On the edge of the desert lies the tiny tranquil town of Pushkar, along the bank of the picturesque Pushkar Lake, in a narrow dry valley, overshadowed by impressive rocky hills, which offer spectacular views of the desert at sunset. The lake is almost magically beautiful in the early morning or late evening light, is one of the most sacred lakes of India and an important pilgrimage spot for the Hindus.
The celebrated Pushkar fair transforms the quiet village to a colorful week of heightened activity. The Nag Pahar or the snake mountain forms a natural boundary between Ajmer and Pushkar.
The Lake has a mythological significance associated with it. According to myth, Lord Brahma was on his way to search for a suitable place to perform a Yagna (a fire sacrifice). While contemplating, a lotus fell from his hand on the earth and water sprouted from three places. One of them was Pushkar, where Lord Brahma performed his yagna.
The holy lake has 52 ghats and pilgrims taking a ritual dip in the lake are a common sight. Every year thousands of devotees throng the lake around the full moon day of Kartik Purnima in October-November, to take a holy dip in the lake. A huge and colorful cattle fair - the Pushkar fair, is also held during this time.
Dance, music and colorful shops spring up during this fair. Also on sale are mouth-watering traditional delicacies. Colorfully attired village folk, enhance the fun of the occasion. A host of cultural event, against the backdrop of this pretty setting is also organized, including attractive puppet shows. Cattle auction and camel races are also a part of the festivities.
There are a variety of eateries in Pushkar catering to all tastes and pockets. You can choose from Thai, Italian, Mexican and Mughlai cuisine. A lot of places have buffets that are popular and reasonable. Be sure to sample Malpuas, pancakes soaked in sugar syrup, which is the typical sweet of Pushkar.
Rose jam is another favourite and you could also pick up some high quality gulkand.
Pushkar is fast acquiring a reputation of being a novel shopper's paradise. A wide range of handicraft items displayed on the roadside stalls make the shopping irresistible. There is a bewildering array of souvenirs, curios and trinkets up for sale. The bazaars are lined with stalls and shops selling fabric, handicrafts, swords and daggers, leather goods, ivory, silver, semi precious stones, wood and sandalwood items, incense, oil, music, books and lots more. The bright stalls near the temple sell religious accessories like prayer beads and statuettes. The items are mainly low end and accordingly the prices are some of the best in the country. But you need to bargain hard to get the right prices. The main shopping areas are Hope Circus, Bajaj Bazaar, Sarafa Bazaar, Malakhera Bazaar and Kedalganj Bazaar.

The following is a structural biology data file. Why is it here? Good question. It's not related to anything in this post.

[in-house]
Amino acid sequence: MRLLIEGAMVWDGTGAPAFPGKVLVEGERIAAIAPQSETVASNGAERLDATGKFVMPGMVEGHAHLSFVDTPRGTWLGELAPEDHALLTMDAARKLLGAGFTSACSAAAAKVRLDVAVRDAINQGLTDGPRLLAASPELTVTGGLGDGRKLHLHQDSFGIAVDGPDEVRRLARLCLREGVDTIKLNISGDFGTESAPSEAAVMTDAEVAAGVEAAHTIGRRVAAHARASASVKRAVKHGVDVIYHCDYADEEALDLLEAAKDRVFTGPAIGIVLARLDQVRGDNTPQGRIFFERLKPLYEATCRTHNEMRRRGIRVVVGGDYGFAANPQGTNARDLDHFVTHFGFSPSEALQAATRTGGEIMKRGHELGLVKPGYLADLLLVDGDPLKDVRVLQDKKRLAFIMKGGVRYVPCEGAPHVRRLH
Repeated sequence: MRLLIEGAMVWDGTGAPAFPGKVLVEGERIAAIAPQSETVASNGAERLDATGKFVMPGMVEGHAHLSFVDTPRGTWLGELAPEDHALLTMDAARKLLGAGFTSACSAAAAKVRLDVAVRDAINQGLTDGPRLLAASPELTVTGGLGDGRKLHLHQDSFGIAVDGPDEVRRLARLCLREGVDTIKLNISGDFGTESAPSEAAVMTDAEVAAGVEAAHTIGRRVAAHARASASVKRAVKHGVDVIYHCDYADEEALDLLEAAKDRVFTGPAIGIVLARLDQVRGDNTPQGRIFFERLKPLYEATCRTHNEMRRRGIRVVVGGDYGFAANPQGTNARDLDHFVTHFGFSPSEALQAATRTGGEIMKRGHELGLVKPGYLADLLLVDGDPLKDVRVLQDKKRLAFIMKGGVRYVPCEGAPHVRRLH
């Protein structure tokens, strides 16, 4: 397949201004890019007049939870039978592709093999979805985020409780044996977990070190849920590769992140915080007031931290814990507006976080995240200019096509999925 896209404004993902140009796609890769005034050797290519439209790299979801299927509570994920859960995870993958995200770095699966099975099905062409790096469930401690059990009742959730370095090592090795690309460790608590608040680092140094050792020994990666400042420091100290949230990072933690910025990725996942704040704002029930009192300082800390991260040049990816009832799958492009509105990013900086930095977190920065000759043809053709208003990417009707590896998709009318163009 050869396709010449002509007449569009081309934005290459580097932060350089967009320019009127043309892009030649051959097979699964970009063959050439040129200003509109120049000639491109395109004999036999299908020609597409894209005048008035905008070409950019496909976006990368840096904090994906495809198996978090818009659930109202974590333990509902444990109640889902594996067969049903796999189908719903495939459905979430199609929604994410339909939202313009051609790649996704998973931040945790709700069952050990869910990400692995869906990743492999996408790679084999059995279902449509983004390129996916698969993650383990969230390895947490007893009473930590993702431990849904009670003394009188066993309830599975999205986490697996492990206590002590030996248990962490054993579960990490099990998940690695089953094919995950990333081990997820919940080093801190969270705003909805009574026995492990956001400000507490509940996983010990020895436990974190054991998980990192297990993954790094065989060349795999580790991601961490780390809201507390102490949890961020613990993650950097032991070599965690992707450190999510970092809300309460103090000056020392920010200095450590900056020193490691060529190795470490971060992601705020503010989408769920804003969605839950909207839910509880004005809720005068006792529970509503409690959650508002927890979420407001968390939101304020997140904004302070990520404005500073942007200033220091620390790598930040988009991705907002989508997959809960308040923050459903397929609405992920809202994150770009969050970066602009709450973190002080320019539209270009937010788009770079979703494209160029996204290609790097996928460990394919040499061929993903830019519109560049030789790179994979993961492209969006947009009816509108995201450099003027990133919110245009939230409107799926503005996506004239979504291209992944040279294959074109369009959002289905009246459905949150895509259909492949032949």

The well-known and marked with largest participation of all the festivals of Rajasthan, Pushkar is an important pilgrimage as well as the venue of a mammoth cattle fair. Bazaars, auctions, music and sports are highlight of this event. Recommended.
Almost in the centre of Rajasthan, Pushkar is 135 km from Jaipur and 10 km from Ajmer, with the Aravalli Range on one side and the Thar Desert on the other.
Jaipur, the closest airport, is a three-hour drive (135 km) away. Regular IA and Jet flights connect Jaipur to Delhi, Mumbai and Calcutta. During the fair, New Avenues, Jaipur, organises chartered flights to the airstrip at Kishangarh.
Ajmer is the nearest railhead. The super fast Shatabdi Express shuttles between Delhi and Ajmer every day except Sunday. Other trains reaching Ajmer are the Gujarat Mail, Jodhpur Mail and the Delhi Express.
Regular buses connect Pushkar to Ajmer. It takes about half an hour to cover the 14-km distance over the Nag Shikhar hills. Hire a car in Jaipur and drive down the 145 km to Pushkar in 3 hours. Both Hertz and Avis have branches in Jaipur.
Summer temperatures range between 38°C and 24°C, while in winters the range is between 15°C and 4°C. As it is close to the desert, mornings are pleasant but the evenings can turn chilly.
It is the only temple in India dedicated to Lord Brahma. The temple is marked by a red spire and over the entrance gateway, is a beautiful statue of a Hans or goose - the celestial of Lord Brahma.
On the banks of Pushkar, is the magnificent palace, built by Raja Man Singh I of Amer. Now converted, into the RTDC Hotel Sarovar, it offers comfortable accommodation to the visitors.
A temple dedicated to the first wife of Lord Brahma - the Savitri temple is located on the hill, behind the Brahma Temple, which can be reached by a flight of steps. The temple offers a panoramic view of the lake and the surrounding desertscape.
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